So I started taking erotic pictures of myself and making my own short adult videos with my webcam and smartphone camera, and at the same time, I started hooking up with guys on online dating sites and on Craigslist to share those pictures and videos and to “cyber” (dirty chatting over IM services while each person masturbates) with… at least at first.  Soon, I started breaking the rules of hubby’s and my open marriage by sneaking out when he was asleep or at work without his permission or knowledge to fuck other guys.  I’d borrow his car, supposedly to run errands, but instead would use up all his gas driving to far suburbs to go fuck strangers.  While I was doing this, I was interspersing these anonymous hookups with visits to fuck my dealers to get more drugs.  Everything about me and my life became a lie to everyone I loved, yet I was brutally honest and clear about everything I was doing to the strangers I hooked up with, to my dealers, and to a few other fellow writers that I knew exclusively online.

I even went so far as to develop a list of all the ways I had thought of to keep from getting caught in lies or cheating.  I called this list, “Detection Considerations” and frequently updated it with methods for manipulating situations to continue my reprehensible behavior so that my husband would not have any tangible clues or proof of my betrayals.

I progressively cared less and less about what I was doing to myself and those in my life.  My apathy toward my husband’s, my family’s, and my friends’ feelings became (I’m certain) more and more apparent to them, and everyone pulled away from me emotionally.  When I did get lonely and reach out for help on occasion, there wasn’t anyone left willing to help anymore.  This encouraged me to sink deeper into the darkness that drug-related activities had cast over my soul, so I used more, and cared less about keeping the promises that I’d made to myself before the start of my use of hard drugs – not to steal or “skim off the top,” not to use needles, not to use heroin, not to use meth, and not to prostitute myself on the street.  Instead, I revelled in my descent into the depths of filth — I saw my involvement in “street life” as an adventure.  In a way, I viewed myself as an amateur anthropologist or sociologist developing case studies on the “aboriginal tribes” of the local street cultures I encountered.

I justified, in part, these adventures with the goal of writing a book instructing aspiring prostitutes on how to do the job, how to navigate the streets, how to stay as healthy as possible (e.g. how to keep from losing teeth, how to minimize blackheads), and how not to get hurt or caught.  Over and over, I made glossaries of the local lingo, lists of methods for common drug or tricking procedures such as how to cook crack or how to make a guy cum as quickly as possible while giving him head, lists of what supplies were essential to carry around (such as disposable wipes, condoms, paper napkins, and lube packets, etc), different ways to shoplift, how to clean meth pipes (bubbles) without breaking them, the lists were endless.  But everytime I’d get about halfway through a journal with my notes and ideas, I’d lose it or the purse containing it to forgetfulness or theft, and I’d have to start a new journal all over again.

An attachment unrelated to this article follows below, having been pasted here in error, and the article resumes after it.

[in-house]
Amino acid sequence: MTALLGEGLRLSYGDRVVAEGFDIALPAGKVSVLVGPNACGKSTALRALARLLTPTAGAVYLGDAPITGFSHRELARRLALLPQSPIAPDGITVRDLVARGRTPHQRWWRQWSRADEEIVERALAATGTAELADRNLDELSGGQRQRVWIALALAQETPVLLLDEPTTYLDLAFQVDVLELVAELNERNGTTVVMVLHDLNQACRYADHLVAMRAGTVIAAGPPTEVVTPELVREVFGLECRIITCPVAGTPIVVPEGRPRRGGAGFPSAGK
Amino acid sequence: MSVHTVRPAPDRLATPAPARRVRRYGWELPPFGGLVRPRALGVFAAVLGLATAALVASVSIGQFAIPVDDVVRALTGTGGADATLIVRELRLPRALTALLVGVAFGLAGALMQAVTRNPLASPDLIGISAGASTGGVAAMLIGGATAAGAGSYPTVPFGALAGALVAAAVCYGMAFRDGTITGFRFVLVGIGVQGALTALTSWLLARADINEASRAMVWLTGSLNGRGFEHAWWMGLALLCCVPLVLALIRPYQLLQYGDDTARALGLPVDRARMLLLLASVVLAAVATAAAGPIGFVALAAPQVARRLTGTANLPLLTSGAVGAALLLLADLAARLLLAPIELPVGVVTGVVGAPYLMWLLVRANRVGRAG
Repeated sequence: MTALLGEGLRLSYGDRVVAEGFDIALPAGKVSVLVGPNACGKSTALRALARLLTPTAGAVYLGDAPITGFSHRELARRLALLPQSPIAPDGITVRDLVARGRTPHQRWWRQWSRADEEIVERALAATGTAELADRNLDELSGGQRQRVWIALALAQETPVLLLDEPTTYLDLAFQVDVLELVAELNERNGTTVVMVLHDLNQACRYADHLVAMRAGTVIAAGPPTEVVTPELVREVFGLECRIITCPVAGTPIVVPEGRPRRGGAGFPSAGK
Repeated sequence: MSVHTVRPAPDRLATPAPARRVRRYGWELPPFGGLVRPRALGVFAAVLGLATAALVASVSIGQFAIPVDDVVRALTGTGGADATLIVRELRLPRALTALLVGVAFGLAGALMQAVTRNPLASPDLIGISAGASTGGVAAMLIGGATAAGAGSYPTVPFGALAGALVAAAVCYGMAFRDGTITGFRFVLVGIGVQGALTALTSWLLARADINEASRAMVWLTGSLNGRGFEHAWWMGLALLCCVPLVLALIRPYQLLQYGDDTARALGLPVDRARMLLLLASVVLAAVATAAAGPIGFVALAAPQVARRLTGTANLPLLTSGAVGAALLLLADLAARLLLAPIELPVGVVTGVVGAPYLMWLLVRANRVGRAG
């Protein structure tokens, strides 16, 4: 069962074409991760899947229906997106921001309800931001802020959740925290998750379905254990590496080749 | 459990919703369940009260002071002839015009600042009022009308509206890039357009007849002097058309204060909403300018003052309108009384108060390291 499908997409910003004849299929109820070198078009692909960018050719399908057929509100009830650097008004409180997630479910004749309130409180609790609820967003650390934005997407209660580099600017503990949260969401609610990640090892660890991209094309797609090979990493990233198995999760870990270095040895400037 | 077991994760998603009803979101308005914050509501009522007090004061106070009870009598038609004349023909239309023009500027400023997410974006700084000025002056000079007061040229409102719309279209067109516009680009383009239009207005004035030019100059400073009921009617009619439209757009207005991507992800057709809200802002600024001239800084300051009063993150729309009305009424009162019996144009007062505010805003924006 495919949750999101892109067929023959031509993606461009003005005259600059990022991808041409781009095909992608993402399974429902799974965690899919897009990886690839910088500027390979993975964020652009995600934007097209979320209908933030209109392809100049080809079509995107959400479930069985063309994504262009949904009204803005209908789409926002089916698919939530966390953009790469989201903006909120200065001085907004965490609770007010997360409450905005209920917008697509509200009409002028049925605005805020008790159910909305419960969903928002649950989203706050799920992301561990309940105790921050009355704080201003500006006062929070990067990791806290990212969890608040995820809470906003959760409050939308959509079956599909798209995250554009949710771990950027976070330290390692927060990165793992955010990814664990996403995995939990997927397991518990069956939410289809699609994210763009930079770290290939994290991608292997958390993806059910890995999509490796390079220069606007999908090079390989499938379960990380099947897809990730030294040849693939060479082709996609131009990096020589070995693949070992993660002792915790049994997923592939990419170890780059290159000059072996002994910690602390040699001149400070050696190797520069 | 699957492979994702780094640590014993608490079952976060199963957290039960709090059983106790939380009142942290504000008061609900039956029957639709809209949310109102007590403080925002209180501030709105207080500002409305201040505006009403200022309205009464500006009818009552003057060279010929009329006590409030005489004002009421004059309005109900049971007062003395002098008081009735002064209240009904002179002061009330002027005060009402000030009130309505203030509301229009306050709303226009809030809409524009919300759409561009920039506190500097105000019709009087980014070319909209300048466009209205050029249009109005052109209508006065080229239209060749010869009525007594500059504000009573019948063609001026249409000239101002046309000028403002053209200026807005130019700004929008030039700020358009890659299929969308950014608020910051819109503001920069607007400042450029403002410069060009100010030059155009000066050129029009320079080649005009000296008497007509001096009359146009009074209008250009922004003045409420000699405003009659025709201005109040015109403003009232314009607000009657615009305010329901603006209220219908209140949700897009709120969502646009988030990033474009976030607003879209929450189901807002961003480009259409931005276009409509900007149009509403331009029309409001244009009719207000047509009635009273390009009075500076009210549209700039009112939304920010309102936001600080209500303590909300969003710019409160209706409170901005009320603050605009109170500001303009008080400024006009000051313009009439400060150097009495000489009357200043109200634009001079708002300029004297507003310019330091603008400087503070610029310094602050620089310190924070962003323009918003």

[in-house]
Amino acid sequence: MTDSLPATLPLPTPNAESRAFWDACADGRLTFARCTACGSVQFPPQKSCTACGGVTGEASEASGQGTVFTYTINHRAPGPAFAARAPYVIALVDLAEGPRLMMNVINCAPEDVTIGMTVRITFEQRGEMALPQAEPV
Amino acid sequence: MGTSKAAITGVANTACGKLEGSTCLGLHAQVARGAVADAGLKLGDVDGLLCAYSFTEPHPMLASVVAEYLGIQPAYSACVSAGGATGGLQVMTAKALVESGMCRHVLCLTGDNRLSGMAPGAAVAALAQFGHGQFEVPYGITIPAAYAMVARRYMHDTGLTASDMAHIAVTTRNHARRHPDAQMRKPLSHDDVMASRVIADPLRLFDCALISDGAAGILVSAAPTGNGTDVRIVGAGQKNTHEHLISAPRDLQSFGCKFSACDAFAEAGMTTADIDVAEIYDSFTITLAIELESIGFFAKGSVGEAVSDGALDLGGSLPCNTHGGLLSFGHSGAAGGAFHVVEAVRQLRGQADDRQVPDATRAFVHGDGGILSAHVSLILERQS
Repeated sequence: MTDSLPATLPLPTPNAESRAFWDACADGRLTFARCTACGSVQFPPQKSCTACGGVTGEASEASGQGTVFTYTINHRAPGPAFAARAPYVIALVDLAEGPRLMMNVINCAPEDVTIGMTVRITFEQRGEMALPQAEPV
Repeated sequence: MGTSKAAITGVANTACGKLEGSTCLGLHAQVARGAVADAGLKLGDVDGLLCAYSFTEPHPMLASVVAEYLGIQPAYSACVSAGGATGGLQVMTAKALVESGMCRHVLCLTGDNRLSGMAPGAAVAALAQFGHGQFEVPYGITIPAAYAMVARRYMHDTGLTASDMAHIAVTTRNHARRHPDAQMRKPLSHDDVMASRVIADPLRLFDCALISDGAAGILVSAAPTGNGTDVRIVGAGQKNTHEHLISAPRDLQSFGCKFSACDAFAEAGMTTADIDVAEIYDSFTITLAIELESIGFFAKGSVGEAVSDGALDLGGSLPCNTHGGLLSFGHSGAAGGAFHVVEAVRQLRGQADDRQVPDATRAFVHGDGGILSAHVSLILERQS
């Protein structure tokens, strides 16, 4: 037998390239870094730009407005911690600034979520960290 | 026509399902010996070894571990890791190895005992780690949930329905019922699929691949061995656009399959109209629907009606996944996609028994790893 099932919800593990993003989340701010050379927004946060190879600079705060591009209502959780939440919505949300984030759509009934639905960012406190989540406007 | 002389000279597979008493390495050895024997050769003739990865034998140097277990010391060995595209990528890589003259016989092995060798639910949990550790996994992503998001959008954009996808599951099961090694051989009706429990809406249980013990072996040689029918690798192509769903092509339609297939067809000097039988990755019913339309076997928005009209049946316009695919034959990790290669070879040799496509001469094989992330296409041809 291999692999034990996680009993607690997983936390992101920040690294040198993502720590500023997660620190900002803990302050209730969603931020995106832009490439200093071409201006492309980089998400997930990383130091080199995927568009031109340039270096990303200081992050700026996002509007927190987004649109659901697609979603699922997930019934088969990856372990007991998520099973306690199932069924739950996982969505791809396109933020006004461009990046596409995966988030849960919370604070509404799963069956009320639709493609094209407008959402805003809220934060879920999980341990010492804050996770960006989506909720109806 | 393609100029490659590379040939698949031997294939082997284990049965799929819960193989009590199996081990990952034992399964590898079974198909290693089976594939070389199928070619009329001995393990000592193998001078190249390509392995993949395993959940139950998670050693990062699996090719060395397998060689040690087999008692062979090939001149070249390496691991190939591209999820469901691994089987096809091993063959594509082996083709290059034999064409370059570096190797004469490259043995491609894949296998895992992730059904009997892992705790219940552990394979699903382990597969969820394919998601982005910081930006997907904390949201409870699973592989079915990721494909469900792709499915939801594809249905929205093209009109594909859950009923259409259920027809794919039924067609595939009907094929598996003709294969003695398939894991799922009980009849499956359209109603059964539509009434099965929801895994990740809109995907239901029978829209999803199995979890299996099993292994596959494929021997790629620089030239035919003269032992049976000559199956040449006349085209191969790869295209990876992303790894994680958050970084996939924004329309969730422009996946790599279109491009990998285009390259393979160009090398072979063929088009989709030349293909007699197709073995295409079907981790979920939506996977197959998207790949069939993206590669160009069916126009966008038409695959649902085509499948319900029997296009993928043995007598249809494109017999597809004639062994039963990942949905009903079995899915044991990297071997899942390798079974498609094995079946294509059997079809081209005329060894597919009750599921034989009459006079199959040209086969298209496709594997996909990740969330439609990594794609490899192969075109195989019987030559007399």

One of my writer friends, the only one who knew everything, who I also knew in person, and who was a lover of mine that I had permission from hubby to play with, he pointed out that most of the the information I wanted to present in my free book (a la the Anarchist’s Handbook, I called it “The Crack-Ho’s Cookbook”) went against the *responsible* drug users’ code of never being the person to encourage or help another person take a hard drug for the first time.  He mentioned what I had not thought of, with my drug-addled brain, that there was no way to keep the information out of the hands of minors who might become underage sex workers (something I abhorred the concept of).  I dropped the idea as a serious goal, but still fantasized about a world in which I could publish something like that and give it away for free.

All during my time of using hard drugs, I consistently managed to brainwash myself into associating sexual activity with drug use.  That association, coupled with my shame over everything I did in betraying my husband and other loved ones, has left me with no discernible sex drive since I stopped using drugs this time.  All my adolescent and adult life, I’ve had a higher libido than even the horniest guys I’d ever met.  So the current state of near-complete asexuality is extremely strange for me.  Likewise, as I clear our the e-mail and computer file remnants of all those crazy sexual behaviors, I’m amazed, disgusted, fascinated, and repelled by everything I wrote and did.  I remember those events almost remotely, like watching a documentary about someone else, yet I remember being in those situations physically as well.  I no longer know who the person was who did those things, nor do I know who I am now, either.